Transactivation response DNA-binding protein 43 (TDP-43)-immunoreactive neuronal cytoplasmic inclusions (NCIs) are the histopathological hallmarks of amyotrophic lateral sclerosis (ALS). They are classified as skein-like inclusions, round inclusions, dot-like inclusions, linear wisps, and diffuse punctate cytoplasmic staining (DPCS). We hypothesized that TDP-43-immunoreactive DPCS may form the early-stage pathology of ALS. Hence, we investigated phosphorylated TDP-43 pathology in the upper and lower motor neurons of patients with ALS and control participants. We designated patients whose disease duration was ≤1 year as short-duration ALS (n = 7) and those whose duration equaled 3-5 years as standard-duration ALS (n = 6). DPCS and skein-like inclusions were the most common NCIs in short-duration and standard-duration ALS, respectively. The density of DPCS was significantly higher in short-duration ALS than that in standard-duration ALS and was inversely correlated with disease duration. DPCS was not ubiquitinated and disappeared after proteinase K treatment, suggesting that it was not aggregated. Immunoelectron microscopy revealed that DPCS corresponded to nonfibrillar TDP-43 localized to the ribosomes of the rough endoplasmic reticulum (ER). These findings suggest that nonfibrillar TDP-43 accumulation in the rough ER is the earliest TDP-43 pathology in ALS, which may be helpful in developing future TDP-43 breakdown strategies for ALS.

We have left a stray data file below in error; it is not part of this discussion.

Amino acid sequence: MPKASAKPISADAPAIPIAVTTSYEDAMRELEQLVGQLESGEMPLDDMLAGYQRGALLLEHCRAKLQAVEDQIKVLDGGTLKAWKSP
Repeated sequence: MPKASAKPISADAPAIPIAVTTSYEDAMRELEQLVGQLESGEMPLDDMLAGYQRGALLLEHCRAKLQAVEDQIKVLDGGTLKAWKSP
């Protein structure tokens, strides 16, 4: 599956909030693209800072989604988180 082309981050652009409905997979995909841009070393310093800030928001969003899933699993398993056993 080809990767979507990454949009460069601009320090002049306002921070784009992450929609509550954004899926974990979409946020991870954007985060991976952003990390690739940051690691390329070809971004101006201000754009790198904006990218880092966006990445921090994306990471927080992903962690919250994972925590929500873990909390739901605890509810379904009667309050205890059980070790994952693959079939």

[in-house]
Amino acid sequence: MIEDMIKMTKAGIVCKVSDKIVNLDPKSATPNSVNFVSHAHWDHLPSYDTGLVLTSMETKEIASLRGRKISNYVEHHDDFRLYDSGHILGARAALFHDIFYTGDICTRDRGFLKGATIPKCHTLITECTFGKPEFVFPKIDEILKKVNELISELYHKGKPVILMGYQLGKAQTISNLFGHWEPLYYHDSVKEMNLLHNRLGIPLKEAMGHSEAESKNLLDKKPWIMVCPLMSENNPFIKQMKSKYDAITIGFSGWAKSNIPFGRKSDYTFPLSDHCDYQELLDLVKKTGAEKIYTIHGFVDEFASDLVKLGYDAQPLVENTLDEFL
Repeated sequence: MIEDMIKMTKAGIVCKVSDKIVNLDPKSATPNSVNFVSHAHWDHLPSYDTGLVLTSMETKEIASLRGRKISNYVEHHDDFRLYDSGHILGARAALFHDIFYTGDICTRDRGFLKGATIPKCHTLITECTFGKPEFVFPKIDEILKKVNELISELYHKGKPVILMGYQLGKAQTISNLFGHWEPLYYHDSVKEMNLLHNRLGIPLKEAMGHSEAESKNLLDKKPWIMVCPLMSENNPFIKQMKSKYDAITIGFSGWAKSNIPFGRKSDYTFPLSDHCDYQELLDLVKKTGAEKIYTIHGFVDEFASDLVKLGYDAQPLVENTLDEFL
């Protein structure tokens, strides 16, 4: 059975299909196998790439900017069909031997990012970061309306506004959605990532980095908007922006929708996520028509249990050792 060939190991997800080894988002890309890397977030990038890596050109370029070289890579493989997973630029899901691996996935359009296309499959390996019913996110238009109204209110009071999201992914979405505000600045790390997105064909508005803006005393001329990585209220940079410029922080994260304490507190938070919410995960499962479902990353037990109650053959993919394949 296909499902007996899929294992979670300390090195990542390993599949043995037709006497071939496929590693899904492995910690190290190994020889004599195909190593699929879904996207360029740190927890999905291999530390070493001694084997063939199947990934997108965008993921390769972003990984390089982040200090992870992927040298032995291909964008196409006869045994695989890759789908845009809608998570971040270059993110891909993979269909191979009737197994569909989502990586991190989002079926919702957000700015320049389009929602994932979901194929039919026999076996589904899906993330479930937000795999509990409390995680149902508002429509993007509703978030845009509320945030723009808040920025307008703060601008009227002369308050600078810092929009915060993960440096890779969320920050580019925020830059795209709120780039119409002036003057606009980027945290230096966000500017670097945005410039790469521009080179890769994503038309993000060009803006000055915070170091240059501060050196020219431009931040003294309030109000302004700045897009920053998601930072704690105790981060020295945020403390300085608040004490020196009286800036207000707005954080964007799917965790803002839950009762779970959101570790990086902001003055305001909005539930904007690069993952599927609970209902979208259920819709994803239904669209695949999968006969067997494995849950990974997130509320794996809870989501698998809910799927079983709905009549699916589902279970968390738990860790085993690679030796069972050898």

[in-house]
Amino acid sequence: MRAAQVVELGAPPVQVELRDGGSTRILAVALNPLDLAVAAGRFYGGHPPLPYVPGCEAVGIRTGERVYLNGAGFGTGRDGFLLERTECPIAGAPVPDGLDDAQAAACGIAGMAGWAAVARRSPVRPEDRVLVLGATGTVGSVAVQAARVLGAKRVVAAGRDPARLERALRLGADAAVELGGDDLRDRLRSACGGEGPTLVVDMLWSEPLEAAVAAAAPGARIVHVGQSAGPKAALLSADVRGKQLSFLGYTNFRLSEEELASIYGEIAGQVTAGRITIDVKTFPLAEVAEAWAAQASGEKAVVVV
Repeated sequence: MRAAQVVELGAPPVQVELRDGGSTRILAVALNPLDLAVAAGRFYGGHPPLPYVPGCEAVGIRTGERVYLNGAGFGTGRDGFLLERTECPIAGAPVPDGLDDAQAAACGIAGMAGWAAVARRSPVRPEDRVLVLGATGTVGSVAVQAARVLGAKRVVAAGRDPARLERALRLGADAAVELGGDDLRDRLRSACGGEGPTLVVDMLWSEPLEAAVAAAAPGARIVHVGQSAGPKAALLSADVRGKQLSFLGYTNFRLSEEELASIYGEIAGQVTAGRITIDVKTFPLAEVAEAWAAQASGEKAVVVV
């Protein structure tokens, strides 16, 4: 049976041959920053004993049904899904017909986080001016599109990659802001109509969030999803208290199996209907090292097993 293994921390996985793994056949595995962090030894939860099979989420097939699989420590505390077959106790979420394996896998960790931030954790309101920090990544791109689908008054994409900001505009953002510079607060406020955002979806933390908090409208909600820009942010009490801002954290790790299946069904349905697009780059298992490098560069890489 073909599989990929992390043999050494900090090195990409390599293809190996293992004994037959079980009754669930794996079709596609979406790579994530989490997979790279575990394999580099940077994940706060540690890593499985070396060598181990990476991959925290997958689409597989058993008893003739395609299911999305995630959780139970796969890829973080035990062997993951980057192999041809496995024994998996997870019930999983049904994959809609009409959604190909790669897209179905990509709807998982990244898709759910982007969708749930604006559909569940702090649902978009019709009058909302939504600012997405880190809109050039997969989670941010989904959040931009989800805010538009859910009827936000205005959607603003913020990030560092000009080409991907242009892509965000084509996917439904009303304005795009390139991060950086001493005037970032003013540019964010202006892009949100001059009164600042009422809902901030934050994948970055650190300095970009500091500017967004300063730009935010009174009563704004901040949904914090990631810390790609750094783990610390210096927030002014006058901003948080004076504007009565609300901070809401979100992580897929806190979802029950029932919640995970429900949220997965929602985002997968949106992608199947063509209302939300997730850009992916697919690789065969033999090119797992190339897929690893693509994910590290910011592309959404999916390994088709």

Keywords: Amyotrophic lateral sclerosis; Diffuse punctate cytoplasmic staining; Morphology; Ribosome; Rough endoplasmic reticulum; TDP-43.
© 2022 American Association of Neuropathologists, Inc. All rights reserved.